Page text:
Release Date: April 9, 2013
Label: Roadrunner Records
Earlier today, Stone Sour streamed the sequel to their chart-topping album “House of Gold and Bones Part 1” (2012). Though “House of Gold and Bones Part 2” won’t officially be released in the States until next week, I am reviewing it now.
It’s been a long time since I’ve listened to an album that has genuinely kept me entertained the whole way through. When I heard HOGAB Pt. 2, I didn’t find myself looking back at the track list every so often, wondering, “Just how many songs are there left?” It is a fantastic album and fitting sequel to Part 1 with its schizophrenic time and style changes, sometimes during single songs.
HOGAB is singer Corey Taylor’s brainchild–two concept albums and a 4-part comic book miniseries about temptation and vice. The music itself is a representation of the conflicts the protagonist, Human, endures. It brings the lyrics to life, and the theme continues through Part 2.
Part 2 starts off with a melancholy piano ballad, “Red City”. It is quite the departure from “Last of the Real,” the final track of Part 1. But during the second track, “Black John,” thrashing drums kick in, signalling the alternative metal tour de force that is the rest of the album. “Sadist” is a slower, groove metal-esque number with chromatic riffs akin to Ozzy’s “Diary of a Madman”.”Peckinpah” is another grooving number, but the next song, “Stalemate,” is one of the highlights of HOGAB 2.
“Stalemate” starts off as an acoustic ballad with piano flourishes, and one assumes that it will be similar to the first track. But suddenly the electric guitars and drums kick in and you wonder what the hell just hit you. You just got your ass kicked and now your neck is broken from headbanging so much. Then there’s a key change to throw you another curveball.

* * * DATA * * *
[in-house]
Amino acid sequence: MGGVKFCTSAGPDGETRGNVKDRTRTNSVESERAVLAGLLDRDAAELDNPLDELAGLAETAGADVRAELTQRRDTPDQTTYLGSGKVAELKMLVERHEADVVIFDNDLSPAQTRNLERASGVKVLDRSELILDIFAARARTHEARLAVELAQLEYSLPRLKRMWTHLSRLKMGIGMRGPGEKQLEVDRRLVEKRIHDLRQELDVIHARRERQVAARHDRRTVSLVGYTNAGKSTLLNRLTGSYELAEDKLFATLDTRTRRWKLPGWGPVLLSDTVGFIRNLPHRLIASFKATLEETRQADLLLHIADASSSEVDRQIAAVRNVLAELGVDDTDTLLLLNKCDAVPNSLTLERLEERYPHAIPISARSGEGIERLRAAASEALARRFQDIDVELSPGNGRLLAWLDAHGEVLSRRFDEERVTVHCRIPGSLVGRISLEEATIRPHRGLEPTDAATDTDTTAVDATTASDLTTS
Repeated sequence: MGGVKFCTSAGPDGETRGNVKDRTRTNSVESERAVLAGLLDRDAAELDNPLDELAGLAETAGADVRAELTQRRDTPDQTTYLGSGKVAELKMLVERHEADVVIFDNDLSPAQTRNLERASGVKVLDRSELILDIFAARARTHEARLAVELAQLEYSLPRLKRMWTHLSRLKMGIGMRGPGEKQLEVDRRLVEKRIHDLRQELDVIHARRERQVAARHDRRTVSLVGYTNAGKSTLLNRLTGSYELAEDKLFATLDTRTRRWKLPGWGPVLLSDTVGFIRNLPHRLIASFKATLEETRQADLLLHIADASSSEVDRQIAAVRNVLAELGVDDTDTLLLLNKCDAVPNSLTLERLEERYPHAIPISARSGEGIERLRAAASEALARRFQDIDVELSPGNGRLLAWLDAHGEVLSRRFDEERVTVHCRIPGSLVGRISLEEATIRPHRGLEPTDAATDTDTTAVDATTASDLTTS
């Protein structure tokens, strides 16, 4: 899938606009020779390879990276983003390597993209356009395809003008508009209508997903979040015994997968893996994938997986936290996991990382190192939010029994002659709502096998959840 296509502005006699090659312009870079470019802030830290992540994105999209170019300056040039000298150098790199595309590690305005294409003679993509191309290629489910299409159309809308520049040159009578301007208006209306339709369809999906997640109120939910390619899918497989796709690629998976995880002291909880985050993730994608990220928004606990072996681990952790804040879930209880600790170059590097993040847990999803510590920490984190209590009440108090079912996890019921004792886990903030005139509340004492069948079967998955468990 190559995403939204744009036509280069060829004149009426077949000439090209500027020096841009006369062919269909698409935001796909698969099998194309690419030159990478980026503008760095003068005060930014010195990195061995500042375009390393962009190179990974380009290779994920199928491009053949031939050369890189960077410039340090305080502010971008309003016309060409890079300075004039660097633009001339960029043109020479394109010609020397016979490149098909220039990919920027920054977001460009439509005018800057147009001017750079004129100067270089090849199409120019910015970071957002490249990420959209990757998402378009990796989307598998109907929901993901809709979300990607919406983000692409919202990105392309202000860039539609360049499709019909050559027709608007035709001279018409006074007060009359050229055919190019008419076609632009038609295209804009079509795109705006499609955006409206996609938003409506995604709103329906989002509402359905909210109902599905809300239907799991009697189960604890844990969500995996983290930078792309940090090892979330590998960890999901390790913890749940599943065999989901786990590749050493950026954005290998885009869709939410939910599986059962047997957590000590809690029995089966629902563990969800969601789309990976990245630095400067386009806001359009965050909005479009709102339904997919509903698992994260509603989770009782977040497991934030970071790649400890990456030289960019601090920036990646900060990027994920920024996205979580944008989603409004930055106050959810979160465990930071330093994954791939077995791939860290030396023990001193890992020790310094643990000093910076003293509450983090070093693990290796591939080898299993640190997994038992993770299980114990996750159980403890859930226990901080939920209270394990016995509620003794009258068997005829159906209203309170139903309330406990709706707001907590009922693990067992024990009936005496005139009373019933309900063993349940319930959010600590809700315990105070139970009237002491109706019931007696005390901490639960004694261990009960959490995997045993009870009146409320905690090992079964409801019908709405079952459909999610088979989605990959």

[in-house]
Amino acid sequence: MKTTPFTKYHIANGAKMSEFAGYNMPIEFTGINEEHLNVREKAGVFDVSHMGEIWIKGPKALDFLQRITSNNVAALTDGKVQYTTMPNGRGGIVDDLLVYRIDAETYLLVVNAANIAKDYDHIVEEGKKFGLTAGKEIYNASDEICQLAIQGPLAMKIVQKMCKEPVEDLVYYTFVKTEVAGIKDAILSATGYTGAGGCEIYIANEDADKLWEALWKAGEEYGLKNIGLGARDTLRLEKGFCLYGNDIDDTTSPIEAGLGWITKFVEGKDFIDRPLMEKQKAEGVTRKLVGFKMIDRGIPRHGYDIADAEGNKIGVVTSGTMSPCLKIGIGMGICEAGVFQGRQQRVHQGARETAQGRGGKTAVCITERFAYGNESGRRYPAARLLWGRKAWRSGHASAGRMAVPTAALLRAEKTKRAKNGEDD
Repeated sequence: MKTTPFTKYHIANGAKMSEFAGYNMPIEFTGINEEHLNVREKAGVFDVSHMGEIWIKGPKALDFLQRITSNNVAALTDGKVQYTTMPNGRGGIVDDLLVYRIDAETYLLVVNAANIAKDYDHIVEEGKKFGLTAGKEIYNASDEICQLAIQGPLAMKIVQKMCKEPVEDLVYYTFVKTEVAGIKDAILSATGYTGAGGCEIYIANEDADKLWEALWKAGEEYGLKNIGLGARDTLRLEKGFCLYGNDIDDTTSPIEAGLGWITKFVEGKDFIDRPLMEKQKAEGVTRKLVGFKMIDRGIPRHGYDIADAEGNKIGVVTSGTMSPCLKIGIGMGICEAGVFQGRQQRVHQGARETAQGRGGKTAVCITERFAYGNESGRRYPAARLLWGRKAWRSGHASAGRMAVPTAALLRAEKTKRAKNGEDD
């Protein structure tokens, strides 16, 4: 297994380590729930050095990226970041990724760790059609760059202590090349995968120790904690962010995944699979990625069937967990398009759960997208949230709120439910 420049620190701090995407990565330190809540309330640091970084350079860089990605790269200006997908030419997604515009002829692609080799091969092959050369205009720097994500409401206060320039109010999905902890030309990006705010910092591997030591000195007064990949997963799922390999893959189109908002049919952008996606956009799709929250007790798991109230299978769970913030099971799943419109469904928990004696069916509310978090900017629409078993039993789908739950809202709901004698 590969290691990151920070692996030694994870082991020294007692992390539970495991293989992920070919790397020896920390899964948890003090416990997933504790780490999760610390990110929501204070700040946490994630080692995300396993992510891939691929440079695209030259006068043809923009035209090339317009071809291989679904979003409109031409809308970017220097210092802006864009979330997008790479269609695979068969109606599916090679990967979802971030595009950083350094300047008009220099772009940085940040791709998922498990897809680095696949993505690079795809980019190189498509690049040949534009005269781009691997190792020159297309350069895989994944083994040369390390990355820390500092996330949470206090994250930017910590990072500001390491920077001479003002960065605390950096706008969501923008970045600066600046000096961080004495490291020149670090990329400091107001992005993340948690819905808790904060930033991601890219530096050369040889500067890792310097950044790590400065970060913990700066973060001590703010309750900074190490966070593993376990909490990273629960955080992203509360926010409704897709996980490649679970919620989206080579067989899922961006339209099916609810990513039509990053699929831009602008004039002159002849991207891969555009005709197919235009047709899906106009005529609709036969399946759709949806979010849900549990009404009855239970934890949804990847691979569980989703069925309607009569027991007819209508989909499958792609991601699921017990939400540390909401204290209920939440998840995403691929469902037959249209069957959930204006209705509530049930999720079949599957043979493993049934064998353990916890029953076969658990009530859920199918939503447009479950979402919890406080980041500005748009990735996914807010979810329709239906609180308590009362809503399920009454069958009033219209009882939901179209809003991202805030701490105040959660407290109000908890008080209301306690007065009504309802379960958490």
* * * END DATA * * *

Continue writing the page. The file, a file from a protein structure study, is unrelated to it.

In addition to hard rocking tracks like “’82,” “Do Me A Favor” and “House of Gold and Bones,” HOGAB 2 has its share of powerful ballads. While still heavy, “The Uncanny Valley” and “The Configuration” would do well in mainstream or crossover charts. “The Configuration” reminds me why 80s metal power ballads so great (Skid Row bassist Rachel Bolan, who contributed to this album, should know). It would be wise for Stone Sour to release it as a single.
This album showcases why Stone Sour is so great. The lyrics are very relatable, telling tales of adversity, self-doubt and self-empowerment. They actively troll their listeners with their musical epicness and make you go, “what the hell just happened?” You’re not sure what hit you, but it is well worth the bruise you’re left with.
- Red City
- Black John
- The Uncanny Valley
- Blue Smoke
- Do Me A Favor
- The Configuration
- House of Gold and Bones
Corey Taylor – vocals
James Root – guitar
Josh Rand – guitar
Roy Moyarga – drums
Rachel Bolan – bass
CORRECTION (4/6/13): Human is the protagonist of the story, not Allen.
April 2, 2013 | Categories: Album Reviews, Editorials, Hard Rock, Heavy Metal, Music | Tags: album review, corey taylor, house of gold and bones, house of gold and bones part 2, james root, josh rand, metal, rachel bolan, Roadrunner Records, roy moyarga, skid row, Slipknot, stone sour | 5 Comments